9/20/2020 4:17:00 PM Guest Column Unforgettable Moment
Paulette Ballard Guest Columnist
Unforgettable Moment by Anne Michael
Have you been so scared or shocked that your stomach seemed to sink, or your heart raced with the anxiety something bad was about to happen? That rush through your veins and a heightened sense of needing to escape? I’m talking about that one particular time you’ll never forget. With difficulty in retrospect, I have often tried to describe my feelings during that most unforgettable experience. It had been a horrifying mixture of shock, anger, shame, vulnerability, disbelief. And yet afterwards it had become one of the funniest experiences I can remember. What a paradox!
I had had a part in a play produced by the Lincolnton Theater Guild, Scrooge. I was Mrs. Dilber, Scrooge’s housekeeper. After celebrating the last performance attending several cast parties, I had called it quits at midnight and headed for home, exhausted. I had taken off my old-maid costume and piled up the black dress, pointed ankle boots, gray curly wig and heaped them up in a corner of the bathroom; so followed the props - a set of false teeth and old lady specs. I forgot to remove my facial stage makeup enhancing old age – dark lines and shadows. Up close, I looked frightening. I was single, lived alone and my appearance would only scare the pillow.
I heard the doorbell ring several times around 10 a.m. the next morning barely acknowledging it. I looked at the clock. It was Sunday. Whomever, they were not expected nor was the persistent ringing appreciated. A realtor’s for-sale sign was posted in my front yard but a management service handled the showings first getting my approval. There were no showings scheduled. And even with my house key in a lockbox, no realtor could legally enter my house without a scheduled appointment. That was grounds for revocation of their realtor license. If it were family, they had my phone number. I lived in a waterfront home; it was 6,000 square feet with plenty of storage and a great lot. I had filled most of the closets with clothes, theatre costumes, art supplies and paintings. I was anxious to sell the home but not desperate. There was a small market for my home, the economy was bad, and few buyers would qualify. So every would-be buyer was precious. But I felt whoever was at the door unannounced would have to come back later. I hopped into the shower.
In a few seconds I heard voices in my house. I turned the shower off, opened the shower door and listened. Realtors were in my house! I heard realtor jargon. “OMG,” I said to myself. I looked in the mirror. “OMG” I repeated; black theatre makeup was smudged all over my face. My hair was filled with sudsy shampoo. I could yell out to the intruders but they were closing in fast and within seconds I would be facing them naked. I could not locate a towel immediately so I ran down the back hallway leaving puddled footprints. I hid in a closet in a nearby bedroom backing up through a double row of hanging clothes. I fell over an empty plastic storage bin that collapsed toppling me backwards onto the cold tiled floor. My legs were strewn over the bin. My feet faced the closet door. I lay shivering in sheer horror that someone would open the door, part the hanging clothes and find me naked. I heard the clicking of lady’s heels and men talking. The voices were louder and I could hear one lady’s insults. “Who the hell is this weirdo anyway? Expensive clothes in every closet, huge frog paintings stacked in closets, wigs, false teeth and wild clothes left on the bathroom floor. The TV is still on and footprints; do you think she’s hiding somewhere?”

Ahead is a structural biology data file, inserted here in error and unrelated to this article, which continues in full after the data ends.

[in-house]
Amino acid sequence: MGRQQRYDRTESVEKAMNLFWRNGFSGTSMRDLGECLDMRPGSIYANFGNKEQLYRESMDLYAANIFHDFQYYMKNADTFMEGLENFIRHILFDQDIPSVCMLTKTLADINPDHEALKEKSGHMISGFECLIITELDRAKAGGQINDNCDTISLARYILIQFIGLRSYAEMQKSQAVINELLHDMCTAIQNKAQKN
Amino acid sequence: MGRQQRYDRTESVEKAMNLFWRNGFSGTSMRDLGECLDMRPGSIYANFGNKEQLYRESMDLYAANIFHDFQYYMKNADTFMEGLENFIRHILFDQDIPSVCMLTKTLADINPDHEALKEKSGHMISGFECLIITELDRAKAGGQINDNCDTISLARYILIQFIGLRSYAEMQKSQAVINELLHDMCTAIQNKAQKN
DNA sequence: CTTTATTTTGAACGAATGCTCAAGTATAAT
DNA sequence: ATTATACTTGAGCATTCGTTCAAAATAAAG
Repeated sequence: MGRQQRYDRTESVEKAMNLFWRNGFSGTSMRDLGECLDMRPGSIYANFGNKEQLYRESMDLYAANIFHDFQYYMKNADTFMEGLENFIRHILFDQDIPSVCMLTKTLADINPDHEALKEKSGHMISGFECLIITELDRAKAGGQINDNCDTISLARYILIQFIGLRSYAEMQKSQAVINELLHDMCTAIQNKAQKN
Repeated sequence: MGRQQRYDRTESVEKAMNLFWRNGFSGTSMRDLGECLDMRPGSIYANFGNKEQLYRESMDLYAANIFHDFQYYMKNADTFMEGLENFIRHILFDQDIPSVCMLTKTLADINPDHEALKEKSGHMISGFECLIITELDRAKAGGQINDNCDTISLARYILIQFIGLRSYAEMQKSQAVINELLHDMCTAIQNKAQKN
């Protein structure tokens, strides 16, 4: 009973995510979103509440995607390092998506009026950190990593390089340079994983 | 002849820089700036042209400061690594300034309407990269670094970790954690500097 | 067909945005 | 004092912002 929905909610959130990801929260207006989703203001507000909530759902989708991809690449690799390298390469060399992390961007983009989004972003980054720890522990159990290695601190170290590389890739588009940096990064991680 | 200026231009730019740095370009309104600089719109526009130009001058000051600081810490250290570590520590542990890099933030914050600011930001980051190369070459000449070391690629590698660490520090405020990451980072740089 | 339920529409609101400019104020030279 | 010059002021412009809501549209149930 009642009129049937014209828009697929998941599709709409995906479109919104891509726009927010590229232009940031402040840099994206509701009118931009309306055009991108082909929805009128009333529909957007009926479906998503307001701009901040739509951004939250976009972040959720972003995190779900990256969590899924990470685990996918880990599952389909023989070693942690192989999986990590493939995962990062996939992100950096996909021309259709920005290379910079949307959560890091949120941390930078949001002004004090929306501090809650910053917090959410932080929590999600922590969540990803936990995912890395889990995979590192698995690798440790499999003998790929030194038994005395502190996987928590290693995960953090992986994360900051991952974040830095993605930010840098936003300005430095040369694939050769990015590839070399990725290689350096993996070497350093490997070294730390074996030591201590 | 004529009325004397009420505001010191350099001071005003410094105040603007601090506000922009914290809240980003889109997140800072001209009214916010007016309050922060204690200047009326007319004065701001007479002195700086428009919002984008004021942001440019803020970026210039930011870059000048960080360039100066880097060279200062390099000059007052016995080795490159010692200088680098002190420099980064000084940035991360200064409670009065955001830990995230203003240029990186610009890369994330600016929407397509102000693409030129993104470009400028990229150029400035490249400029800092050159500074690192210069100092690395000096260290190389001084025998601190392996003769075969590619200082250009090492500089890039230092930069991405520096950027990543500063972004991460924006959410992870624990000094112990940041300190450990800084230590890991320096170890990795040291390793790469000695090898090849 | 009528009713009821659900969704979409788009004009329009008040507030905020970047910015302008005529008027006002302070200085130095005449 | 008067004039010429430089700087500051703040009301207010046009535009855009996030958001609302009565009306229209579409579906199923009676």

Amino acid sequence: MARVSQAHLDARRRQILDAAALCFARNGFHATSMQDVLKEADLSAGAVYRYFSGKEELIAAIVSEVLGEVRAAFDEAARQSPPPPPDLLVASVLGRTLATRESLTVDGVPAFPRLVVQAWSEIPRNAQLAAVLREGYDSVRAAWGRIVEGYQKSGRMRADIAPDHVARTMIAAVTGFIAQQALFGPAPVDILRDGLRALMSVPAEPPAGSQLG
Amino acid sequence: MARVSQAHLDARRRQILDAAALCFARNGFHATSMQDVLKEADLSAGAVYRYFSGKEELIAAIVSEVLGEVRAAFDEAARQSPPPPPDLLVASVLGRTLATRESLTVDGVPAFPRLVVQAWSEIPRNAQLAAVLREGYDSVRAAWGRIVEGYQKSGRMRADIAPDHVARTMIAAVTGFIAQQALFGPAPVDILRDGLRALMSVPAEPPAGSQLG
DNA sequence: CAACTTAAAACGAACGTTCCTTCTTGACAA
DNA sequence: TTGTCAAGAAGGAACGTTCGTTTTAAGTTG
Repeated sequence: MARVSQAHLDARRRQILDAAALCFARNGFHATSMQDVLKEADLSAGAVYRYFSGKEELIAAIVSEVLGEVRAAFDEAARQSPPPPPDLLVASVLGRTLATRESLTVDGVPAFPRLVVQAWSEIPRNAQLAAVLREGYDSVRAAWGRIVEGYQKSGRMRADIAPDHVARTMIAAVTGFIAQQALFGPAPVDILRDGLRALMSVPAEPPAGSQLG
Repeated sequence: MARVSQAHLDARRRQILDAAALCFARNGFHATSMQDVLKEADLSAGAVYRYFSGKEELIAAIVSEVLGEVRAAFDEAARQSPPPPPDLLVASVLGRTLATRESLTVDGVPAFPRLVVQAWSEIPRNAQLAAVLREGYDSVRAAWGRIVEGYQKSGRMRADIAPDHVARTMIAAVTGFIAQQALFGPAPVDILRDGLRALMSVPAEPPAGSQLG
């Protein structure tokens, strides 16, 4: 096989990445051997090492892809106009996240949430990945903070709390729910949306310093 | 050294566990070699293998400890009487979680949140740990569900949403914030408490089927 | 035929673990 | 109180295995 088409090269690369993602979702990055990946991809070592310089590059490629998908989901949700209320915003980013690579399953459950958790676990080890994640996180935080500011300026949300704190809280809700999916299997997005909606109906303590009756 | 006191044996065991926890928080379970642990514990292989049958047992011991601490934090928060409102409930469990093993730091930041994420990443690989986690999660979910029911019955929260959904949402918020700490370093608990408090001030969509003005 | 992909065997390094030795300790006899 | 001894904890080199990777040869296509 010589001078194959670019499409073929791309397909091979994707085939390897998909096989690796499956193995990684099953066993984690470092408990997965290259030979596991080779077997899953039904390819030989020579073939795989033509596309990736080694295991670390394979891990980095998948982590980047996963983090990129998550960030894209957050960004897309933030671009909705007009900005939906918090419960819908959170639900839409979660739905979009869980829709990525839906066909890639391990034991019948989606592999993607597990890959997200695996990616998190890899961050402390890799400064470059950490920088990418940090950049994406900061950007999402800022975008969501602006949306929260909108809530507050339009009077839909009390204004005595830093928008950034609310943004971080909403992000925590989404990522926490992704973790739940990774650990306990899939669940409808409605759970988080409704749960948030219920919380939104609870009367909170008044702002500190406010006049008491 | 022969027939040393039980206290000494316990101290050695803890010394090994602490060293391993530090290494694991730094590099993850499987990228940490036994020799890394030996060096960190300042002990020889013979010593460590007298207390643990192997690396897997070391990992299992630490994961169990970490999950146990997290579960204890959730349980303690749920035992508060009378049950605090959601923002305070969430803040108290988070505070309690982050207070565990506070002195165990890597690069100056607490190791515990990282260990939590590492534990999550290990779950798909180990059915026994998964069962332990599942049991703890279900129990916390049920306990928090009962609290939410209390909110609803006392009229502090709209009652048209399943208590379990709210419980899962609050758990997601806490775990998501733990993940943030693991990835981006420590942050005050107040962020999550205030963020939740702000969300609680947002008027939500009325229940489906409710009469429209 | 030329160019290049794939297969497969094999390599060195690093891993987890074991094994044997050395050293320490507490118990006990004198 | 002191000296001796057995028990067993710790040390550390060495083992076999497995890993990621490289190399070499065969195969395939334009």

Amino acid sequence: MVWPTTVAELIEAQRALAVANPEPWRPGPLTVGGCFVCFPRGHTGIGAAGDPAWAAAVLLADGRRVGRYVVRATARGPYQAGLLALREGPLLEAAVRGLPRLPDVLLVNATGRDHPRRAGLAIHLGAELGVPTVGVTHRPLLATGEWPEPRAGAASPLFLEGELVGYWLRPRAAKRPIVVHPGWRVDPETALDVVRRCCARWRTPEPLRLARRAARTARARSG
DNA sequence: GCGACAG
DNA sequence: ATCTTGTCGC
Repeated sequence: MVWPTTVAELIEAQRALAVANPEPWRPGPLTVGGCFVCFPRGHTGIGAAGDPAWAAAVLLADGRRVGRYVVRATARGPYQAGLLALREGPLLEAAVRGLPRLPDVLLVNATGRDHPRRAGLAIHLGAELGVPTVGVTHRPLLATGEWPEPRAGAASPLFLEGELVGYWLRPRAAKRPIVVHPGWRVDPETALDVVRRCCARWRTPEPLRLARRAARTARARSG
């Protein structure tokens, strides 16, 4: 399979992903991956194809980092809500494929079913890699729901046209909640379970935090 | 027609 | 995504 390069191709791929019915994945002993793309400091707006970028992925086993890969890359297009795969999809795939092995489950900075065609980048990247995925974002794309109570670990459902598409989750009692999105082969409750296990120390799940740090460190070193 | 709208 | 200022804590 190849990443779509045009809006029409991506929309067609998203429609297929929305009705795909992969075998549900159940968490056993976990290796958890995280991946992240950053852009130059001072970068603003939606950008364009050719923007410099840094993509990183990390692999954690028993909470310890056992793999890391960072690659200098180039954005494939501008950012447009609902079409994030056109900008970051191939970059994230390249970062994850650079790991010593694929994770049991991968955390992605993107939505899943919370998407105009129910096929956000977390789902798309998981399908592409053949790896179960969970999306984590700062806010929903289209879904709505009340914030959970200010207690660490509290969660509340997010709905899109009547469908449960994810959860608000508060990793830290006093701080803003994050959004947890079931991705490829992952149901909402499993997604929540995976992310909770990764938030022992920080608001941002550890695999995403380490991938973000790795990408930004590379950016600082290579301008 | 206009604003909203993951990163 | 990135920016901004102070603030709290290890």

I was afraid she would open the closet where I had sought refuge. She did but she slammed it immediately making another point of some sort. My blood was boiling listening to her complaints. “Just leave then lady,” I mumbled to myself. I wanted to jump out of the closet naked and scare them to death. It would serve them right for trespassing. My adrenaline was pulsing in my muscles. I wanted to punch that lady. Then as quickly as they entered, they sashayed out the backdoor yacking and complaining the whole time. I heard car doors slam. I crawled out of the closet, looked out the window and saw the intruders drive away in four cars. I took a deep breath. My heart was still racing. I’ll never forget those people yet I never saw their faces. I wish I had had the nerve to make their day just as memorable!